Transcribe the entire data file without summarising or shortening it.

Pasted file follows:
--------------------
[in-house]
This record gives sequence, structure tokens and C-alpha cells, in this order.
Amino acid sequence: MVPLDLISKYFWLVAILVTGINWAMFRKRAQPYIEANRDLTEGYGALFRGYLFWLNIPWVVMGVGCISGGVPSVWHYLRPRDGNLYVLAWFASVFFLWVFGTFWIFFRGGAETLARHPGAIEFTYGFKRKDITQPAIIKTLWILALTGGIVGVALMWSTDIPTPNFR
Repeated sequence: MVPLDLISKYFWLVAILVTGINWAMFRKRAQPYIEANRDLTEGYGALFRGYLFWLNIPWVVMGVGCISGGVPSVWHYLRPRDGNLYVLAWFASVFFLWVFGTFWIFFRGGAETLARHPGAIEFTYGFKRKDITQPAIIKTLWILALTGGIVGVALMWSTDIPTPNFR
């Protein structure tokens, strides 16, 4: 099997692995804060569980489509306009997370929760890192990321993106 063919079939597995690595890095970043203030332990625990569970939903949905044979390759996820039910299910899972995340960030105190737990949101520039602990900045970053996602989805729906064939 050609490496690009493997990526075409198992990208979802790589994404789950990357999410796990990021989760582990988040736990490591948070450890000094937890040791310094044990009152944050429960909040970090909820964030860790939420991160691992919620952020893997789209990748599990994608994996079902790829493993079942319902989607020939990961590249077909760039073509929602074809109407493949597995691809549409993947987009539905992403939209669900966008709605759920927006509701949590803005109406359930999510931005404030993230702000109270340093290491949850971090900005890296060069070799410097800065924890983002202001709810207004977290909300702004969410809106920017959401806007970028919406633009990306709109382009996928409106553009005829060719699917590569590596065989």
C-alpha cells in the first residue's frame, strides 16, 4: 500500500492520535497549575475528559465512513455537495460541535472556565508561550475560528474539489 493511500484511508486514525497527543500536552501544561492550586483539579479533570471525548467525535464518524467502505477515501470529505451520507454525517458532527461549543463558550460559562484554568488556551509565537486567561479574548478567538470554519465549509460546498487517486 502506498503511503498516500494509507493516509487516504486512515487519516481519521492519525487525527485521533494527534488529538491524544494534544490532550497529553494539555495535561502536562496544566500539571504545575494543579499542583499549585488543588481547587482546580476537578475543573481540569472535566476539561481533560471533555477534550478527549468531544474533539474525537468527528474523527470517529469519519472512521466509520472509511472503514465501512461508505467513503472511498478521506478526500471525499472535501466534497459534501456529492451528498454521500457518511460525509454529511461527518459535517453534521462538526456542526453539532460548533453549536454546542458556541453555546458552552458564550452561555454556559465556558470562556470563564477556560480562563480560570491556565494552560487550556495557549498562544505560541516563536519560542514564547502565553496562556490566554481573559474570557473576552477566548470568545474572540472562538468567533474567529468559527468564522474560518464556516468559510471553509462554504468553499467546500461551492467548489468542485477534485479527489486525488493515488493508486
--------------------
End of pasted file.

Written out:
[in-house]
This record gives sequence, structure tokens and C-alpha cells, in this order.
Amino acid sequence: MVPLDLISKYFWLVAILVTGINWAMFRKRAQPYIEANRDLTEGYGALFRGYLFWLNIPWVVMGVGCISGGVPSVWHYLRPRDGNLYVLAWFASVFFLWVFGTFWIFFRGGAETLARHPGAIEFTYGFKRKDITQPAIIKTLWILALTGGIVGVALMWSTDIPTPNFR
Repeated sequence: MVPLDLISKYFWLVAILVTGINWAMFRKRAQPYIEANRDLTEGYGALFRGYLFWLNIPWVVMGVGCISGGVPSVWHYLRPRDGNLYVLAWFASVFFLWVFGTFWIFFRGGAETLARHPGAIEFTYGFKRKDITQPAIIKTLWILALTGGIVGVALMWSTDIPTPNFR
């Protein structure tokens, strides 16, 4: 099997692995804060569980489509306009997370929760890192990321993106 063919079939597995690595890095970043203030332990625990569970939903949905044979390759996820039910299910899972995340960030105190737990949101520039602990900045970053996602989805729906064939 050609490496690009493997990526075409198992990208979802790589994404789950990357999410796990990021989760582990988040736990490591948070450890000094937890040791310094044990009152944050429960909040970090909820964030860790939420991160691992919620952020893997789209990748599990994608994996079902790829493993079942319902989607020939990961590249077909760039073509929602074809109407493949597995691809549409993947987009539905992403939209669900966008709605759920927006509701949590803005109406359930999510931005404030993230702000109270340093290491949850971090900005890296060069070799410097800065924890983002202001709810207004977290909300702004969410809106920017959401806007970028919406633009990306709109382009996928409106553009005829060719699917590569590596065989």
C-alpha cells in the first residue's frame, strides 16, 4: 500500500492520535497549575475528559465512513455537495460541535472556565508561550475560528474539489 493511500484511508486514525497527543500536552501544561492550586483539579479533570471525548467525535464518524467502505477515501470529505451520507454525517458532527461549543463558550460559562484554568488556551509565537486567561479574548478567538470554519465549509460546498487517486 502506498503511503498516500494509507493516509487516504486512515487519516481519521492519525487525527485521533494527534488529538491524544494534544490532550497529553494539555495535561502536562496544566500539571504545575494543579499542583499549585488543588481547587482546580476537578475543573481540569472535566476539561481533560471533555477534550478527549468531544474533539474525537468527528474523527470517529469519519472512521466509520472509511472503514465501512461508505467513503472511498478521506478526500471525499472535501466534497459534501456529492451528498454521500457518511460525509454529511461527518459535517453534521462538526456542526453539532460548533453549536454546542458556541453555546458552552458564550452561555454556559465556558470562556470563564477556560480562563480560570491556565494552560487550556495557549498562544505560541516563536519560542514564547502565553496562556490566554481573559474570557473576552477566548470568545474572540472562538468567533474567529468559527468564522474560518464556516468559510471553509462554504468553499467546500461551492467548489468542485477534485479527489486525488493515488493508486